James, C., & Garrett, P. (1992). The scope of awareness. In C. James & P. Garrett (Eds.), Language
awareness in the classroom (pp. 320). London: Longman.

Downloaded by [] at 03:06 23 February 2016

Language Awareness 121

Jarvis, S. (2002). Topic continuity in L2 English article use. Studies in Second Language Acquisition, 24, 387418. doi: 10.1017/s0272263102003029
Jonckheere, A. (1954). A distribution-free k-sample test against ordered alternatives. Biometrika,
41, 133145. doi: 10.1093/biomet/41.1-2.133
Kansanen, P. (1999). Teaching as teachingstudyinglearning interaction. Scandinavian Journal
of Educational Research, 43(1), 8189.
Krashen, S. (1981). Second language acquisition and second language learning. Oxford: Pergamon.
Krashen, S. (1982). Principles and practices in second language acquisition. Oxford: Pergamon.
Lado, R. (1957). Linguistics across cultures: Applied linguistics for language teachers. Ann Arbor:
University of Michigan.
Larsen-Freeman, D., & Long, M. (1991). An introduction to second language acquisition research.
London: Longman.
Leeman, J. (2003). Recasts and second language development: Beyond negative evidence. Studies
in Second Language Acquisition, 25, 3763. doi: 10.1017/s0272263103000020
Long, M. (2007). Recasts in SLA: The story so far. In M. Long (Ed.), Problems in SLA
(pp. 75116). Mahwah, NJ: Lawrence Erlbaum.
Luk, Z., & Shirai, Y. (2009). Is the acquisition order of grammatical morphemes impervious to L1
knowledge? Evidence from the acquisition of plural -s, articles, and possessive s. Language
Learning, 59(4), 721754. doi: 10.1111/j.1467-9922.2009.00524.x
Lyster, R. (2007). Complementary roles for input and output enhancement in form-focused instruction. In C. Gascoigne (Ed.), Assessing the impact of input enhancement in second language education: Evolution in theory, research and practice (pp. 129151). Stillwater, OK: New Forums.
Monstrul, S., & Slabakova, R. (2003). Competence similarities between native and near-native
speakers: An investigation of the preteriteimperfect contrast in Spanish. Studies in Second
Language Acquisition, 25, 351398. doi: 10.1017/s0272263103000159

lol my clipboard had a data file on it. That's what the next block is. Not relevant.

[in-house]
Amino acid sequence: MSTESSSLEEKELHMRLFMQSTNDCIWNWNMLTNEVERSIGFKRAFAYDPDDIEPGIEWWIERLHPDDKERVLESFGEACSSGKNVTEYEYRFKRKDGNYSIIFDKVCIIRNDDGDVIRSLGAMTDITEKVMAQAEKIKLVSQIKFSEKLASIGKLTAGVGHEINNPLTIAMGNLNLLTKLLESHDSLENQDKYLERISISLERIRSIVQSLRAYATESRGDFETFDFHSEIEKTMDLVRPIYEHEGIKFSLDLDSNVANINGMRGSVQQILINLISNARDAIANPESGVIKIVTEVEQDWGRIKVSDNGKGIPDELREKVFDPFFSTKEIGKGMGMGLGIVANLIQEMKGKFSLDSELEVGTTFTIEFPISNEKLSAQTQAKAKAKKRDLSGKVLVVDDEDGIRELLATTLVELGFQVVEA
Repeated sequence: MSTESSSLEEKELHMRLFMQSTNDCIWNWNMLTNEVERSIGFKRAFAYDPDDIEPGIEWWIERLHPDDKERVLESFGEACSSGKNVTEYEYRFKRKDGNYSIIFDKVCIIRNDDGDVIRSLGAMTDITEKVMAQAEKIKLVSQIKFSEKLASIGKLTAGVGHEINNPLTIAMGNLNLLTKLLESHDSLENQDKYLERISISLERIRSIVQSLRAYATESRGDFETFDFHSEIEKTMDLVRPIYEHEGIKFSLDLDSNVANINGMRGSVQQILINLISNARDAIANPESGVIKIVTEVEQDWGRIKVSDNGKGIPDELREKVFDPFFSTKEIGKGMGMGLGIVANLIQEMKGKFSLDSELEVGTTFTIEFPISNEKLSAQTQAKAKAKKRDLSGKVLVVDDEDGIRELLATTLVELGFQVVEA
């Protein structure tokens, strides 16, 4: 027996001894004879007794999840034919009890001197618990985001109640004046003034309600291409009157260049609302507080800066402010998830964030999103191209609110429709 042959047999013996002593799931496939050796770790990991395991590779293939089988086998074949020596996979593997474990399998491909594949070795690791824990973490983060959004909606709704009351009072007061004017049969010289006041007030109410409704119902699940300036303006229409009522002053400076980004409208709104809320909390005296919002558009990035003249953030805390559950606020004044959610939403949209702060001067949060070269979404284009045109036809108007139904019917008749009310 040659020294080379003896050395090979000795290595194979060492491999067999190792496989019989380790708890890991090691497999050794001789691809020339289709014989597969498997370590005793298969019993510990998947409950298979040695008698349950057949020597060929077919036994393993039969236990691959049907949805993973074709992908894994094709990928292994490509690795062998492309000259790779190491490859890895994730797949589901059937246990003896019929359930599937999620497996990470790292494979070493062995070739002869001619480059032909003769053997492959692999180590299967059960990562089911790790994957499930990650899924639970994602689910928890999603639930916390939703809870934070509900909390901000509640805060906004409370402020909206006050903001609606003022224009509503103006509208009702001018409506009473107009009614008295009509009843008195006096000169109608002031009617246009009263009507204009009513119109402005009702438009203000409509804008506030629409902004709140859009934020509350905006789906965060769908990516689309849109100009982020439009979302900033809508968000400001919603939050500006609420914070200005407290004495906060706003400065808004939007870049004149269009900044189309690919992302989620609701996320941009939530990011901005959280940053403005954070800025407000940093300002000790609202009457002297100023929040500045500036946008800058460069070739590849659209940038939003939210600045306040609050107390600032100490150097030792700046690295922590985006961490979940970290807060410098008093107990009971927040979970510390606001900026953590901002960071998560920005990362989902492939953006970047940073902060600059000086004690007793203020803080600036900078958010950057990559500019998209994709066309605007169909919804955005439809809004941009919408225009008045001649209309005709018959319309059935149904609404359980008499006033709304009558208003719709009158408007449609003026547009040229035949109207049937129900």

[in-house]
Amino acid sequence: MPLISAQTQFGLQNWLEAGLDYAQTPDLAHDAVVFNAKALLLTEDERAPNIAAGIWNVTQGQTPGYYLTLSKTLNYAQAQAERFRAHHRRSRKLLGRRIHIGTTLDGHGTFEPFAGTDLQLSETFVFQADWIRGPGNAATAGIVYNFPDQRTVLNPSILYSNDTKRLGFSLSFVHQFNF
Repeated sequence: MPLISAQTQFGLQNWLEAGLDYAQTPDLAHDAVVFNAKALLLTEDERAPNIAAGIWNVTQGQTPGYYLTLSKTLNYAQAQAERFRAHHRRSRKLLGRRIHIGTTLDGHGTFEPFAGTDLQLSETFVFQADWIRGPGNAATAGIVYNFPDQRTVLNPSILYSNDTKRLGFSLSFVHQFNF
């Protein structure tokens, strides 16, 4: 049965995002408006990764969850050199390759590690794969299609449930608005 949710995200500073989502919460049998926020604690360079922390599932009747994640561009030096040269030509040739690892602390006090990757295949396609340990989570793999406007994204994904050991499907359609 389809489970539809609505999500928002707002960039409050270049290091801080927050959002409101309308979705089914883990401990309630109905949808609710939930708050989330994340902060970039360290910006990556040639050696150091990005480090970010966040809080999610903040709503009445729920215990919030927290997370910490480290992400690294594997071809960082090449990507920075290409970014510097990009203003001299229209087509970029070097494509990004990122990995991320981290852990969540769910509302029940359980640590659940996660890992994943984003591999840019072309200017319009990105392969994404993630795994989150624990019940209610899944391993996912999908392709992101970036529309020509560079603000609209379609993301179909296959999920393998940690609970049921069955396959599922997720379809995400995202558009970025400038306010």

Norris, J., & Ortega, L. (2000). Effectiveness of L2 instruction: A research synthesis and quantitative meta-analysis. Language Learning, 50(3), 417528. doi:10.1111/0023-8333.00136
Odlin, T. (1989). Language transfer. Cambridge: Cambridge University Press.
Odlin, T. (2003). Cross-linguistic influence. In C. Doughty & M. Long (Eds.), The handbook of second language acquisition (pp. 436486). Oxford: Blackwell.
Pavesi, M. (1986). Markedness, discoursal modes, and relative clause formation in a formal and
informal context. Studies in Second Language Acquisition, 8, 3855. doi: 10.1017/
Phipps, S., & Borg, S. (2007). Exploring the relationship between teachers beliefs and their classroom practice. The Teacher Trainer, 21(3), 1719.
Pienemann, M. (1989). Is language teachable? Psycholinguistic experiments and hypothesis.
Applied Linguistics, 10, 217244. doi: 10.1093/applin/10.1.52
Pienemann, M. (2003). Language processing capacity. In C. Doughty & M. Long (Eds.), Handbook
of second language acquisition (pp. 679714). Oxford: Blackwell.
Pienemann, M., Johnson, M., & Brindley, G. (1988). Constructing an acquisition-based procedure
for assessing second language acquisition. Studies in Second Language Acquisition, 10,
217243. doi: 10.1017/s0272263100007324
Ravid, D. (1995). Language change in child and adult Hebrew. New York, NY: Oxford University
Reber, A. (1989). Implicit learning and tacit knowledge. Journal of Experimental Psychology: